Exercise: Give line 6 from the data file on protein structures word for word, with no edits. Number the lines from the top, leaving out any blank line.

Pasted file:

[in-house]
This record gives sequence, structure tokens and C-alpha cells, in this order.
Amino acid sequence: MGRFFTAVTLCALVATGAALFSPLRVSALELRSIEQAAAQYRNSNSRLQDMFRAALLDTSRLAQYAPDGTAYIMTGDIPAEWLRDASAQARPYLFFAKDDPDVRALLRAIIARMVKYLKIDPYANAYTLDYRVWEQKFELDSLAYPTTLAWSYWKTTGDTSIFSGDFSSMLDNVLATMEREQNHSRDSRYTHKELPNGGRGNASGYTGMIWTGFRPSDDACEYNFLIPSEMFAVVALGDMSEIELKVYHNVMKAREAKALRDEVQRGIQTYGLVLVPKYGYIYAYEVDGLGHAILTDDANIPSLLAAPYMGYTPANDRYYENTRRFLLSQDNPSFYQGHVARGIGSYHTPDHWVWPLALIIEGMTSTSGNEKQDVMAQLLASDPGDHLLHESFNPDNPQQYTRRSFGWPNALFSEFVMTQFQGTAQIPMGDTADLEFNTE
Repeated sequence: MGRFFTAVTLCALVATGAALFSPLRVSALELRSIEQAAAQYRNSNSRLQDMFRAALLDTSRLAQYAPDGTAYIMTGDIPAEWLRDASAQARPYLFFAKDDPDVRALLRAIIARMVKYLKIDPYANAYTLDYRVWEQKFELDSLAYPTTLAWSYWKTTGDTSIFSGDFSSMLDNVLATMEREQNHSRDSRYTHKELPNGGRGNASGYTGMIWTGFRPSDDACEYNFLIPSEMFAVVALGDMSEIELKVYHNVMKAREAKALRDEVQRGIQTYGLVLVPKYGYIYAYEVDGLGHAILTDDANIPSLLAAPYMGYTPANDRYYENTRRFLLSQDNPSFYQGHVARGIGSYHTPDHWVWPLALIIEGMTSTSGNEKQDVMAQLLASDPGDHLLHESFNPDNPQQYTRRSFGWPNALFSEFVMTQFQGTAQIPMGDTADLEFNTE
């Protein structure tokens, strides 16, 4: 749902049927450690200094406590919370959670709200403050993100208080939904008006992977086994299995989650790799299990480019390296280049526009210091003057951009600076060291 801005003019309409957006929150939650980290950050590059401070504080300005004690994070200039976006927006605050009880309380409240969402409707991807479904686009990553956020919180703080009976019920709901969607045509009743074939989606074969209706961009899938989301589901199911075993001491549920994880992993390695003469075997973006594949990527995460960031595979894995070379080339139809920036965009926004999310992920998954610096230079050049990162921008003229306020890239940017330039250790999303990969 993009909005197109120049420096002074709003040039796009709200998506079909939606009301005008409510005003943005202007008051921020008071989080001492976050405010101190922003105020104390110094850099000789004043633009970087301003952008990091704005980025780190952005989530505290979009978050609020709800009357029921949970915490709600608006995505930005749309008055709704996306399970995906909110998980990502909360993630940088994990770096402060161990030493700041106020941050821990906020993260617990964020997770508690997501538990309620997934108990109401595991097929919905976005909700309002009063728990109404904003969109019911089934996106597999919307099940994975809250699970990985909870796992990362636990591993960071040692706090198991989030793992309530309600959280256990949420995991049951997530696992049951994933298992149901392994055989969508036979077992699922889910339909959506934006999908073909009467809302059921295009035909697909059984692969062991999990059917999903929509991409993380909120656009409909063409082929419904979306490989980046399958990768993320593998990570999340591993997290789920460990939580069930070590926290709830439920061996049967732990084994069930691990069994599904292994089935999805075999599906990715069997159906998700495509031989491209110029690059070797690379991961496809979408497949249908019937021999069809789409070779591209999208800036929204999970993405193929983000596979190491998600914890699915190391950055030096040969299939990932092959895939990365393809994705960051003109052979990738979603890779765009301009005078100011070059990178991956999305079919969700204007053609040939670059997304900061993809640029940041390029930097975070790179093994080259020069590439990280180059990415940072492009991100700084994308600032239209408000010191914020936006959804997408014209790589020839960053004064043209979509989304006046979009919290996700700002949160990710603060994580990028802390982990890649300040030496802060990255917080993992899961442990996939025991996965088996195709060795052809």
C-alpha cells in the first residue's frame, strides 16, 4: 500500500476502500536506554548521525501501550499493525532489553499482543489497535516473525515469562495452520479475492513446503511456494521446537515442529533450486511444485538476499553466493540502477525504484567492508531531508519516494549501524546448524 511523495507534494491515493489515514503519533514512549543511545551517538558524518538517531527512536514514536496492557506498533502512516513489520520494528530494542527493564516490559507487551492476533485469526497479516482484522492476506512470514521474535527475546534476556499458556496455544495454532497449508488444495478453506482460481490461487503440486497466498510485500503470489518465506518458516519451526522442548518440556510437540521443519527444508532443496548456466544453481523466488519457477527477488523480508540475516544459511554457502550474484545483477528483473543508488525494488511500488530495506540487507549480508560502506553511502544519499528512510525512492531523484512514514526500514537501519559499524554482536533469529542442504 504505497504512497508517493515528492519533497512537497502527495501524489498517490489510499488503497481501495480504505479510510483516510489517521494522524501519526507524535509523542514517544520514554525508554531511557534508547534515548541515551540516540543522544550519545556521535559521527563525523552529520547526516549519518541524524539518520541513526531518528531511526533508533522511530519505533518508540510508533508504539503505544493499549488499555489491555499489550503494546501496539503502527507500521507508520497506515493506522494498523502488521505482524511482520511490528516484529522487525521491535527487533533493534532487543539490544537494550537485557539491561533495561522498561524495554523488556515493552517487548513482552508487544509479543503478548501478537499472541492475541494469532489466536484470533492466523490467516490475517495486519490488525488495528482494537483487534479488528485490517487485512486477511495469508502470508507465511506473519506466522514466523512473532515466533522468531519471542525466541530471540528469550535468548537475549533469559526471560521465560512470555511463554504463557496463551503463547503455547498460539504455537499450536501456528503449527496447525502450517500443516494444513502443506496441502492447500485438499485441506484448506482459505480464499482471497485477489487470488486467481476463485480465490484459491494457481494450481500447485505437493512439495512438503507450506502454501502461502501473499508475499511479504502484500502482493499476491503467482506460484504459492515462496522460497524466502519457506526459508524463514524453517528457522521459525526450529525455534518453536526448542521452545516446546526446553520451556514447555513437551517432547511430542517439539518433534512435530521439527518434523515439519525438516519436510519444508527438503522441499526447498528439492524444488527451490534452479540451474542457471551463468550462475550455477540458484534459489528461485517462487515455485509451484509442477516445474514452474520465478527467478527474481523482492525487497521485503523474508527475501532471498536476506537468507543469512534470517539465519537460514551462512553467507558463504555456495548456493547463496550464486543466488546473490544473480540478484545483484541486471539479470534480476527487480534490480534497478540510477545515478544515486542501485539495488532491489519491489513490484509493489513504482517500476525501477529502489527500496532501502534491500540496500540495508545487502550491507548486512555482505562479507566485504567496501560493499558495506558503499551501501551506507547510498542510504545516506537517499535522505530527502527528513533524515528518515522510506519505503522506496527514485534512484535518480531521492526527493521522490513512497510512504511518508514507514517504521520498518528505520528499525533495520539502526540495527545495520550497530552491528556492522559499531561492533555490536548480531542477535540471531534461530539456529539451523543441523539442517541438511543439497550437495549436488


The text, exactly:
C-alpha cells in the first residue's frame, strides 16, 4: 500500500476502500536506554548521525501501550499493525532489553499482543489497535516473525515469562495452520479475492513446503511456494521446537515442529533450486511444485538476499553466493540502477525504484567492508531531508519516494549501524546448524 511523495507534494491515493489515514503519533514512549543511545551517538558524518538517531527512536514514536496492557506498533502512516513489520520494528530494542527493564516490559507487551492476533485469526497479516482484522492476506512470514521474535527475546534476556499458556496455544495454532497449508488444495478453506482460481490461487503440486497466498510485500503470489518465506518458516519451526522442548518440556510437540521443519527444508532443496548456466544453481523466488519457477527477488523480508540475516544459511554457502550474484545483477528483473543508488525494488511500488530495506540487507549480508560502506553511502544519499528512510525512492531523484512514514526500514537501519559499524554482536533469529542442504 504505497504512497508517493515528492519533497512537497502527495501524489498517490489510499488503497481501495480504505479510510483516510489517521494522524501519526507524535509523542514517544520514554525508554531511557534508547534515548541515551540516540543522544550519545556521535559521527563525523552529520547526516549519518541524524539518520541513526531518528531511526533508533522511530519505533518508540510508533508504539503505544493499549488499555489491555499489550503494546501496539503502527507500521507508520497506515493506522494498523502488521505482524511482520511490528516484529522487525521491535527487533533493534532487543539490544537494550537485557539491561533495561522498561524495554523488556515493552517487548513482552508487544509479543503478548501478537499472541492475541494469532489466536484470533492466523490467516490475517495486519490488525488495528482494537483487534479488528485490517487485512486477511495469508502470508507465511506473519506466522514466523512473532515466533522468531519471542525466541530471540528469550535468548537475549533469559526471560521465560512470555511463554504463557496463551503463547503455547498460539504455537499450536501456528503449527496447525502450517500443516494444513502443506496441502492447500485438499485441506484448506482459505480464499482471497485477489487470488486467481476463485480465490484459491494457481494450481500447485505437493512439495512438503507450506502454501502461502501473499508475499511479504502484500502482493499476491503467482506460484504459492515462496522460497524466502519457506526459508524463514524453517528457522521459525526450529525455534518453536526448542521452545516446546526446553520451556514447555513437551517432547511430542517439539518433534512435530521439527518434523515439519525438516519436510519444508527438503522441499526447498528439492524444488527451490534452479540451474542457471551463468550462475550455477540458484534459489528461485517462487515455485509451484509442477516445474514452474520465478527467478527474481523482492525487497521485503523474508527475501532471498536476506537468507543469512534470517539465519537460514551462512553467507558463504555456495548456493547463496550464486543466488546473490544473480540478484545483484541486471539479470534480476527487480534490480534497478540510477545515478544515486542501485539495488532491489519491489513490484509493489513504482517500476525501477529502489527500496532501502534491500540496500540495508545487502550491507548486512555482505562479507566485504567496501560493499558495506558503499551501501551506507547510498542510504545516506537517499535522505530527502527528513533524515528518515522510506519505503522506496527514485534512484535518480531521492526527493521522490513512497510512504511518508514507514517504521520498518528505520528499525533495520539502526540495527545495520550497530552491528556492522559499531561492533555490536548480531542477535540471531534461530539456529539451523543441523539442517541438511543439497550437495549436488